Reviews for While Justice Sleeps

by Stacey Abrams

Kirkus
Copyright © Kirkus Reviews, used with permission.

A progressive superstar pens her first political thriller.Anyone who follows the news knows Abrams as a politician and voting rights activist. She's less well known as a novelist. Using the pseudonym Selena Montgomery, Abrams has published several works of romantic suspense. Her new novel begins when Supreme Court Justice Howard Wynn falls into a coma. His clerk Avery Keene is shocked to discover that her boss has made her his legal guardian and granted her power of attorney. The fate of one of the most powerful men in the world is in her handsand her life is in danger. Abrams gives us nefarious doings in the world of biotech, a president with autocratic tendencies and questionable ethics, and a young woman struggling to unravel a conspiracy while staying one step ahead of the people who want her out of the way. Unfortunately, the author doesn't weave these intriguing elements into an enjoyable whole. Abrams makes some odd word choices, such as this: The intricate knot she had twisted into her hair that morning bobbed cunningly as she neared her office. The adverb cunningly is mystifying, and Abrams uses it in a similar way later on. There are disorienting shifts in point of view. And Abrams lavishes a great deal of attention on details that simply dont matter, which makes the pace painfully slow. This is a fatal flaw in a suspense novel, but it may not be the most frustrating aspect of this book. For a protagonist who has gotten where she is by being smart, Avery makes some stunningly poor decisions. For example, the fact that she has a photographic memory is an important plot point and is clearly a factor in Justice Wynns decision to enlist her help. When she finds a piece of paper upon which is printed a long string of characters and the words "BURN UPON REVIEW," Avery memorizes the lines of numbers and lettersand then, even though she knows shes being surveilled, she snaps a shot of the paper with her phone, thereby making the whole business of setting it on fire quite pointless. More of a curiosity for political junkies than a satisfying story of international intrigue. Copyright Kirkus Reviews, used with permission.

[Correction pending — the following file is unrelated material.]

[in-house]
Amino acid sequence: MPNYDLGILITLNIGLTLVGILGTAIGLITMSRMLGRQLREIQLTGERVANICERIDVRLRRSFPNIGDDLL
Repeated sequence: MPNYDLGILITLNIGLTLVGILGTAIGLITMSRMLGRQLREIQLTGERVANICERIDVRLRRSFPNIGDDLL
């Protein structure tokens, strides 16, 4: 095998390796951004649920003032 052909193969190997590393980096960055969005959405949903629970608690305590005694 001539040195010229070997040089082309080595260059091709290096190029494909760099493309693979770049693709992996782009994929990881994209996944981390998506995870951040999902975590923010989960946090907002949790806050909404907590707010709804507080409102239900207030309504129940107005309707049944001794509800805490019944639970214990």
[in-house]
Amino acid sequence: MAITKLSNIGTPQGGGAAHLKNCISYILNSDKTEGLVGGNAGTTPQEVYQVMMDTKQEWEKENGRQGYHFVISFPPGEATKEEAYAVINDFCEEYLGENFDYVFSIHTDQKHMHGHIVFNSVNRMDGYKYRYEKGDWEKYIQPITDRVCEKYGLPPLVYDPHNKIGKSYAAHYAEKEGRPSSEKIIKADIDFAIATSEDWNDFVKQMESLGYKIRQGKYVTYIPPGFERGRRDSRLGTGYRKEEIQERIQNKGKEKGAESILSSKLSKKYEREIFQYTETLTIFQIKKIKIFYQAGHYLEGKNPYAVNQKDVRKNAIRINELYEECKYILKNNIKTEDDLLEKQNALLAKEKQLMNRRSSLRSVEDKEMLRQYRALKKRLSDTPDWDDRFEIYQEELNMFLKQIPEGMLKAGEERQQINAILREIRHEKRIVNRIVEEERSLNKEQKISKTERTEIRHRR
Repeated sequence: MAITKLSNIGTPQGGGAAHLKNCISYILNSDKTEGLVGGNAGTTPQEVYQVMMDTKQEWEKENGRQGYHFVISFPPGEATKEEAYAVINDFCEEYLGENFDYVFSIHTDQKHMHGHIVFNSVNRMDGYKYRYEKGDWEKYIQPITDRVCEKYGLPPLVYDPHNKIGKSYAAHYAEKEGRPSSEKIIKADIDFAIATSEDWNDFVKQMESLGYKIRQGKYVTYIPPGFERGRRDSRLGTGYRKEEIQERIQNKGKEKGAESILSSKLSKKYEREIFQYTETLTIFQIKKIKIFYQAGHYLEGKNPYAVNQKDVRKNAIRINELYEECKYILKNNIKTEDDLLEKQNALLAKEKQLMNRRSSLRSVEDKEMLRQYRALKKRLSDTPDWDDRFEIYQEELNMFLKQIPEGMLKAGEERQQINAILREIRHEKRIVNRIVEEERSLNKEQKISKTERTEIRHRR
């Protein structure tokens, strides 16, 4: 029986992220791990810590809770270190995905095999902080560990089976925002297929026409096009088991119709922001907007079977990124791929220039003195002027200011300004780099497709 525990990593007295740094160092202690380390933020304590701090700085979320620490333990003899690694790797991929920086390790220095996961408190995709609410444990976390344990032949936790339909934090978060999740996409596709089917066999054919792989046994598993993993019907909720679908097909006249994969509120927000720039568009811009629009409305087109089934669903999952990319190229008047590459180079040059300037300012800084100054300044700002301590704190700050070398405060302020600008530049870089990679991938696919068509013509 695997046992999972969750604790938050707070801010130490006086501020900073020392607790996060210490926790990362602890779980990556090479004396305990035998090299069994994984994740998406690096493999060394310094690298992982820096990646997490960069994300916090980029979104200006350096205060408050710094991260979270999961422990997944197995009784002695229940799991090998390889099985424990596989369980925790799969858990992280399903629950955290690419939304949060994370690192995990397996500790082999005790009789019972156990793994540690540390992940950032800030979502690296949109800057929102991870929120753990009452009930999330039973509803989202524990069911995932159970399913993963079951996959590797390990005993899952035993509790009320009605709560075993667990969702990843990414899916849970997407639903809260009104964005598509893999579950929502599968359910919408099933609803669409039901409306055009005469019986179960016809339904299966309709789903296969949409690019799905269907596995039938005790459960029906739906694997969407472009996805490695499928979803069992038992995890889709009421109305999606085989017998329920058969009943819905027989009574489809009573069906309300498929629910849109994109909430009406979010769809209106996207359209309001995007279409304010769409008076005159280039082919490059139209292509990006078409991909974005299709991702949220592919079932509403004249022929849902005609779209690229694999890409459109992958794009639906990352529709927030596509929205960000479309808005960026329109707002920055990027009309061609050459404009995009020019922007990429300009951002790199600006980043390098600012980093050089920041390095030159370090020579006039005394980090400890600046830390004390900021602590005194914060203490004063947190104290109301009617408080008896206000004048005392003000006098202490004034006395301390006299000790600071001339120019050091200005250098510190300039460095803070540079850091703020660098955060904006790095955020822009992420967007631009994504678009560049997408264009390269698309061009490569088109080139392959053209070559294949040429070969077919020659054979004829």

Kirkus
Copyright © Kirkus Reviews, used with permission.